Loved some of the art you were able to capture . The statue with the glass was interesting. Not sure I have ever seen any like it.
As always, a great read. Keep on, going on!! ❤️
We were kind of fascinated by that statue as well. If you can’t tell from the pic, it’s pretty tall. At least 20 feet. It was pretty cool.
Greetings from Saigon. Glad to see you all made it to Athens. It was the first place I traveled to when starting out on a similar journey to what you all are doing. Plus, didn’t hurt it was during the pandemic and Greece was on of the first countries open to tourists. I stayed in Koukaki so not too far away from where you stayed. My top floor penthouse (trust me it wasn’t that glamourous!) looked out toward Philopappos Monument and was a nice 40 minute round trip hike to the top and the view of the Acropolis and Mt. Lycabettus. I think the sweet spot is early spring (like now?) and late fall (September/October) it isn’t super cold but not a lot of tourists.
Kind of has a vibe like Paris in a sense that people that haven’t been have certain expectations after reading/seeing it in movies or books. Then when they get there it’s dramatically different. I enjoy it. Places with just the right amount of grit are great!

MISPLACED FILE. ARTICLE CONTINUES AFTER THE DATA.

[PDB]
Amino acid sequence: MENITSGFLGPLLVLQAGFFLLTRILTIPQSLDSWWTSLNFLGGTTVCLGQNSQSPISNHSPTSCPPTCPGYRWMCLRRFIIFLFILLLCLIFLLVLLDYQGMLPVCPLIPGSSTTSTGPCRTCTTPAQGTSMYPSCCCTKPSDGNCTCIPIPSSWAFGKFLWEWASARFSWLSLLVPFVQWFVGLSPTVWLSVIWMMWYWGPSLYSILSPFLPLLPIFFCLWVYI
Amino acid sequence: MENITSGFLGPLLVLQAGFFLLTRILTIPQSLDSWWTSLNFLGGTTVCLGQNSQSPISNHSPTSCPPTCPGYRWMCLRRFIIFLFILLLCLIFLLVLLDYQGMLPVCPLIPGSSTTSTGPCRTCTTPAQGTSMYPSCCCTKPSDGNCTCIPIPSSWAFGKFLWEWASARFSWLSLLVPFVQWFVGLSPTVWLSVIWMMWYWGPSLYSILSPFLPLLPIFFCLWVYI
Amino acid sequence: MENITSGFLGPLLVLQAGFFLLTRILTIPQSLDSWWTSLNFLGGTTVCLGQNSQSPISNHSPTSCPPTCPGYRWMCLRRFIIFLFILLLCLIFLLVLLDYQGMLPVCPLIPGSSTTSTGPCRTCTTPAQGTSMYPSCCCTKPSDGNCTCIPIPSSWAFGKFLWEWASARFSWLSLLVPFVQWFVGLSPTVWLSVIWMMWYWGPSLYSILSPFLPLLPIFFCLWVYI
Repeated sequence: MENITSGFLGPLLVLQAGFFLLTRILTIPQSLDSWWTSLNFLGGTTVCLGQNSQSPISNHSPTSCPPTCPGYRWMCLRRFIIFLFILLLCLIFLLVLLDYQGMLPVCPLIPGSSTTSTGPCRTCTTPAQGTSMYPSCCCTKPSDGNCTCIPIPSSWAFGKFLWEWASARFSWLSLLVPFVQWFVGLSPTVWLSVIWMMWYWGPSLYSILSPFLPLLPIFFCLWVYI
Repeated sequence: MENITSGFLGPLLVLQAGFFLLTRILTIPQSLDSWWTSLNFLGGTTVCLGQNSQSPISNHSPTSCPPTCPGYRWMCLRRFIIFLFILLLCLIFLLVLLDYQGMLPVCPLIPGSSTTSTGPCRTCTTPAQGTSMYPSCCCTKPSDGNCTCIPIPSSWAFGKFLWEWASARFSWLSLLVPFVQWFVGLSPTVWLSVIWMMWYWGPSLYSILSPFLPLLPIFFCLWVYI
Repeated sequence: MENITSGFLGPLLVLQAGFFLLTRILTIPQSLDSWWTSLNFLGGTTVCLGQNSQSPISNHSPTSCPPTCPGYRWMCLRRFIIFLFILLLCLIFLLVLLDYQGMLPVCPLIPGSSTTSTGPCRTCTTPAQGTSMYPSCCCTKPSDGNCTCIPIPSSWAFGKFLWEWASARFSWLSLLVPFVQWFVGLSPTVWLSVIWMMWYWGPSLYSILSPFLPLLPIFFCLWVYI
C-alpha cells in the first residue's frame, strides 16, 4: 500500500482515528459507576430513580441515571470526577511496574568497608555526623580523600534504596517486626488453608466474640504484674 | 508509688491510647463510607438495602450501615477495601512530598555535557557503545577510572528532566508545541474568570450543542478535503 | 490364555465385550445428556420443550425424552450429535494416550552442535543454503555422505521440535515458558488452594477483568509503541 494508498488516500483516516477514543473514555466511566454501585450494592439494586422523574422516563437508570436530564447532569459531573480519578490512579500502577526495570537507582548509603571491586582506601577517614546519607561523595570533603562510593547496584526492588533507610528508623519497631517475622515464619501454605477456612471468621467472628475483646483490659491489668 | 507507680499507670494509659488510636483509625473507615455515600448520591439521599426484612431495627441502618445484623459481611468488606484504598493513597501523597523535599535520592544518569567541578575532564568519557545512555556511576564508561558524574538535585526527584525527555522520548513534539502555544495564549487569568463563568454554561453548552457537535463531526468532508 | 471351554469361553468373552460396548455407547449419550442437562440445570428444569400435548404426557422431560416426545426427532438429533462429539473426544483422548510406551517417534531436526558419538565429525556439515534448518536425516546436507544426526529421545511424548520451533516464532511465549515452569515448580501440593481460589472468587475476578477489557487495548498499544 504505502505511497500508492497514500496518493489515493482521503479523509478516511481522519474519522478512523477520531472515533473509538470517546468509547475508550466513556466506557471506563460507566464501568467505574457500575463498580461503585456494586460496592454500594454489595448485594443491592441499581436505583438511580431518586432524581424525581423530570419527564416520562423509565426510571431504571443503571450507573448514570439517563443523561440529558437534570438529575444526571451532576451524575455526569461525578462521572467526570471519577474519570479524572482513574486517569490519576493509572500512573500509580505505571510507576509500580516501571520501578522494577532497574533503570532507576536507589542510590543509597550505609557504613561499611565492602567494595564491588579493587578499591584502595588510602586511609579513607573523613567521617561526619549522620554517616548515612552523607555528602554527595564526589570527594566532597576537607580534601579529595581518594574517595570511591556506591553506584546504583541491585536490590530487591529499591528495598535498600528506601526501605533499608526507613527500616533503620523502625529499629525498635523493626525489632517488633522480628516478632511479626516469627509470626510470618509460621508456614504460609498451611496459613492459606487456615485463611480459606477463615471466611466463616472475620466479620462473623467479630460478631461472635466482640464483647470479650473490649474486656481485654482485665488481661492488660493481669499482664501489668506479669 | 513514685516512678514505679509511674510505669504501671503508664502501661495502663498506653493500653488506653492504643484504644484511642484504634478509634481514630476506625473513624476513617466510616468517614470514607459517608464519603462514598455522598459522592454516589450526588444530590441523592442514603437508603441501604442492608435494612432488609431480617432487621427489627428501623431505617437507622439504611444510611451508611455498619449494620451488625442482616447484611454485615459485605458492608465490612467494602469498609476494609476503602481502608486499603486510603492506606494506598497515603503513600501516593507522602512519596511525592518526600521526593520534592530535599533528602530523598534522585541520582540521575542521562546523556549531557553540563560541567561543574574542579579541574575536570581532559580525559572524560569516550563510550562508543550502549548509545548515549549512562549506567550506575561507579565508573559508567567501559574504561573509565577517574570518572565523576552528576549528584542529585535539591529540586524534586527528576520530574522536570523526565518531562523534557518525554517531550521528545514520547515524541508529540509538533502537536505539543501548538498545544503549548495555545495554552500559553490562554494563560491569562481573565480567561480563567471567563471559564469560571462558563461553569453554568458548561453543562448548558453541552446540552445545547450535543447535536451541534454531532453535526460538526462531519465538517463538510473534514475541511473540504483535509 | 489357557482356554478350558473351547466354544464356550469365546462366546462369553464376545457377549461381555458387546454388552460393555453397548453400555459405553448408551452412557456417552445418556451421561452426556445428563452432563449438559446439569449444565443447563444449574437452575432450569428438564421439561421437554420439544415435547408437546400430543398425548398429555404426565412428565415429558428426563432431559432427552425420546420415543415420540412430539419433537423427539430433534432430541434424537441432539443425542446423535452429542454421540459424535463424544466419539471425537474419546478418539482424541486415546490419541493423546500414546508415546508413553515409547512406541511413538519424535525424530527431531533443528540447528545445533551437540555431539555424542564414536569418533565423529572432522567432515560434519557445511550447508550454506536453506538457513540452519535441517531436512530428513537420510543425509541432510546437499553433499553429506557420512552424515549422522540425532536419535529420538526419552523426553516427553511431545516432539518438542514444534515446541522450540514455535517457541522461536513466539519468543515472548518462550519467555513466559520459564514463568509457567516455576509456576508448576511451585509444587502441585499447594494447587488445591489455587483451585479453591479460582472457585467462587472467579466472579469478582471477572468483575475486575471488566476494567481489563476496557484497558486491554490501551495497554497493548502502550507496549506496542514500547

We hiked up to the top of Mt Lycabettus a bunch. It’s quite the steep climb but we really loved that view. That Paris analogy is a good one. In general, we don’t mind the grit too much either as it tends to provide character.
Dude: I don’t know if you colorize your photos or not but they were most excellent. What do you use for a camera? Hope your stay in the US turns out to have a good result.
No real cameras were used in the making of these pictures, just our phones. But they are doing great things with phone cameras these days and I think they all tend to “juice” the colors just a bit anymore. I do a little editing sometimes, but usually not much. My trick, if you can call it that, is to just take a bunch pics and select the handful that are the best.